Effecting innovation requires a concerted effort involving several agents within the economic and non-economic system. On the supply side, it involves the provision of physical infrastructure (roads, communication and electricity), scientific infrastructure (technological equipment and laboratories), human skills (universities, public research institutes and other tertiary education institutions) and financing (venture capital, loans, tax cuts or subsidies), among others. On the demand side, the requirement of each one of the agents involved in innovation differs from one another. A firm seeking to innovate has the demand for access to knowledge both from sources within the economy and outside such as universities, public sector institutes in areas relevant to its expertise, to have access to competent human skills, to get information on consumer needs and preferences, and to gain efficient access to finance sources. The university departments and public research institutes that perform basic and applied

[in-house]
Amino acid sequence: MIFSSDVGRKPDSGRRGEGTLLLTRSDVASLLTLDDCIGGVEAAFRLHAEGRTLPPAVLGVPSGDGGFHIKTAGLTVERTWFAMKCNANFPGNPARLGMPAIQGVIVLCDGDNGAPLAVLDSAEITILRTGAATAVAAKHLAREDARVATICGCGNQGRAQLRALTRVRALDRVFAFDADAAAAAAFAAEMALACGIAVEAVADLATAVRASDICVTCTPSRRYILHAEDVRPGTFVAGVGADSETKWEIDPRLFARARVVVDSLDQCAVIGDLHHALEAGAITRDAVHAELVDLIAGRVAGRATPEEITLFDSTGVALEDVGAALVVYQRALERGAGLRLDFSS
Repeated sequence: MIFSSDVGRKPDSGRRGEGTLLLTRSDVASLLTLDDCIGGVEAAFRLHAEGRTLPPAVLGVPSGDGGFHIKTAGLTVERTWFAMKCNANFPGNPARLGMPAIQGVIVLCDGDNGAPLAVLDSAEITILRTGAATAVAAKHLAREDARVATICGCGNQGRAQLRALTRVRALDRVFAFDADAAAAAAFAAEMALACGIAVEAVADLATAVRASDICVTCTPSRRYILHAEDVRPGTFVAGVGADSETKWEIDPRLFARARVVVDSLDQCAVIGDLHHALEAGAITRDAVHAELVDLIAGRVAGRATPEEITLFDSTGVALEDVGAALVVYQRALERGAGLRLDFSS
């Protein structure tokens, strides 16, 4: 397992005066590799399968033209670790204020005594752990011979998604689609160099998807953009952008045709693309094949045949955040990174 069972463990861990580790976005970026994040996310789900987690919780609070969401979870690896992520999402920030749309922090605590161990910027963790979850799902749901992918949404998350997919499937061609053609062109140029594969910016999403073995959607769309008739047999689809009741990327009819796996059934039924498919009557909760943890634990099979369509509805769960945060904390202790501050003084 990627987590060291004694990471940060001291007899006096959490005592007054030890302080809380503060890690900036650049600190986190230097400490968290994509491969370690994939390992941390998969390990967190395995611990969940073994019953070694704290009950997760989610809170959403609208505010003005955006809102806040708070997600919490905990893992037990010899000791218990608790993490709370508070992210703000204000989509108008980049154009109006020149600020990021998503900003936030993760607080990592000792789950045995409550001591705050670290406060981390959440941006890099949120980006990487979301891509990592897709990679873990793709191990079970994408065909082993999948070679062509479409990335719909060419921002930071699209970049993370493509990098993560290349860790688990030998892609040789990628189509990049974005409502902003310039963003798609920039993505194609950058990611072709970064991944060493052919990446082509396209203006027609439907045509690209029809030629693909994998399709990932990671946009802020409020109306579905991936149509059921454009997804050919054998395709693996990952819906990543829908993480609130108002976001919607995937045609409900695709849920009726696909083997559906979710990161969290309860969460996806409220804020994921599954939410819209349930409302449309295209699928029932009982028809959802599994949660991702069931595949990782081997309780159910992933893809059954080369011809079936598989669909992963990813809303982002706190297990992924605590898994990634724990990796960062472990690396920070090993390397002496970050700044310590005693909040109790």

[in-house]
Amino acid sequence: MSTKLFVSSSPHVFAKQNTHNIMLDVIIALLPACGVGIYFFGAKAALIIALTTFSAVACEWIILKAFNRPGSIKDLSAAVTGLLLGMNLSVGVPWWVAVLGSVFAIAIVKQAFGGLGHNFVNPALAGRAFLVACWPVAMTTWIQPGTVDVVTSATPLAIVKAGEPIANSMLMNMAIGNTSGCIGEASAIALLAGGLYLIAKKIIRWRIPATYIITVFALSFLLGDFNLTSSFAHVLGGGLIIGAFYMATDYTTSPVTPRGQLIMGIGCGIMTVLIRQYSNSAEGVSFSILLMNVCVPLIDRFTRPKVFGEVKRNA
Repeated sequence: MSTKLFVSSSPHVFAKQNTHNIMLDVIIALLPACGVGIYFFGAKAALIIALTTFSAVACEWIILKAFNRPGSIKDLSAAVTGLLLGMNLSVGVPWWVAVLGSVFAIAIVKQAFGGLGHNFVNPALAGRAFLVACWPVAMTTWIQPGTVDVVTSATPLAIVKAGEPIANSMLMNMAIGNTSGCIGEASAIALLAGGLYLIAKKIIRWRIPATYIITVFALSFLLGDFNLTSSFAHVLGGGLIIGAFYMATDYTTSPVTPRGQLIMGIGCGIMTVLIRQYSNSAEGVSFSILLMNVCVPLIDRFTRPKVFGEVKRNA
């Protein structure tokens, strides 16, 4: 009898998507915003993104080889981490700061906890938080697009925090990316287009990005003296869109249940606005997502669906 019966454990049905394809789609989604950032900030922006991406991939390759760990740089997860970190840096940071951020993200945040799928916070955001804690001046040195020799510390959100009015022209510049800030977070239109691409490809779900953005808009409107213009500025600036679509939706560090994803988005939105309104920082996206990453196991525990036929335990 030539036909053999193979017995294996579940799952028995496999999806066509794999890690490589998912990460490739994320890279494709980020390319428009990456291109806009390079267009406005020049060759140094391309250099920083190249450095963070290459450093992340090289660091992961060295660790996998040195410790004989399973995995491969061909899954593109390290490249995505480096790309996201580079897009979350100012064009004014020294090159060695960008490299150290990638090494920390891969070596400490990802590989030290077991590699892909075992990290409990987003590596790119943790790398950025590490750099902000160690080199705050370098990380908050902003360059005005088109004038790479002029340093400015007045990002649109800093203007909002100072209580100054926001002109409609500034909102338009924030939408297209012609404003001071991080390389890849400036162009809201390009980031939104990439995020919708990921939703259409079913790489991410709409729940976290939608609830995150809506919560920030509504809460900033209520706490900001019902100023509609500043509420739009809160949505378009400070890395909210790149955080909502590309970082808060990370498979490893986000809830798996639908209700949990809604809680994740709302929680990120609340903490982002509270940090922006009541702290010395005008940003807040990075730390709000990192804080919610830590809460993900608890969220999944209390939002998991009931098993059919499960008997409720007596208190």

research have a demand for adequate financing and collaboration possibilities with firms in the same fields of technology so that their research results can feed into product development. Universities require adequate information on the state-of-the-art developments in each discipline, so that courses and research programmes can be structured/updated accordingly, to meet industry needs. The sheer complexity of dealing with the processes involved explains why the results of neoclassical economics and information economics on the one hand, and evolutionary economics on the other, fall short of a comprehensive theory that explains innovation and institutions that promote it.